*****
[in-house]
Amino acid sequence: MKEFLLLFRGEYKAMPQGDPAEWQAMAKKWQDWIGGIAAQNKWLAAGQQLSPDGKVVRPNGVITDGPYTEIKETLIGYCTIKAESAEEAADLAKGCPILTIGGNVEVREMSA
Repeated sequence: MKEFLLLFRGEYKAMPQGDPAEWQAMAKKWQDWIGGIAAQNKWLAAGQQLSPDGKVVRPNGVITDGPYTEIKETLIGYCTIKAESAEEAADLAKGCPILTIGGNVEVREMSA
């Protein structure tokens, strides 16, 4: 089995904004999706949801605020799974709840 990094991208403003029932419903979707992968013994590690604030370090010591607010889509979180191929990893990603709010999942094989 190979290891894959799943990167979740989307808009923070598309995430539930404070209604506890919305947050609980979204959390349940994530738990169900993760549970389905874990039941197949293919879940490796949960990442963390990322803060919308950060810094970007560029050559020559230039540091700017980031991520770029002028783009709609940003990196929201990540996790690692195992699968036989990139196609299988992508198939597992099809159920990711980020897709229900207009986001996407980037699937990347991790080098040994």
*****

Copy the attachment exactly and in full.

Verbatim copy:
[in-house]
Amino acid sequence: MKEFLLLFRGEYKAMPQGDPAEWQAMAKKWQDWIGGIAAQNKWLAAGQQLSPDGKVVRPNGVITDGPYTEIKETLIGYCTIKAESAEEAADLAKGCPILTIGGNVEVREMSA
Repeated sequence: MKEFLLLFRGEYKAMPQGDPAEWQAMAKKWQDWIGGIAAQNKWLAAGQQLSPDGKVVRPNGVITDGPYTEIKETLIGYCTIKAESAEEAADLAKGCPILTIGGNVEVREMSA
């Protein structure tokens, strides 16, 4: 089995904004999706949801605020799974709840 990094991208403003029932419903979707992968013994590690604030370090010591607010889509979180191929990893990603709010999942094989 190979290891894959799943990167979740989307808009923070598309995430539930404070209604506890919305947050609980979204959390349940994530738990169900993760549970389905874990039941197949293919879940490796949960990442963390990322803060919308950060810094970007560029050559020559230039540091700017980031991520770029002028783009709609940003990196929201990540996790690692195992699968036989990139196609299988992508198939597992099809159920990711980020897709229900207009986001996407980037699937990347991790080098040994």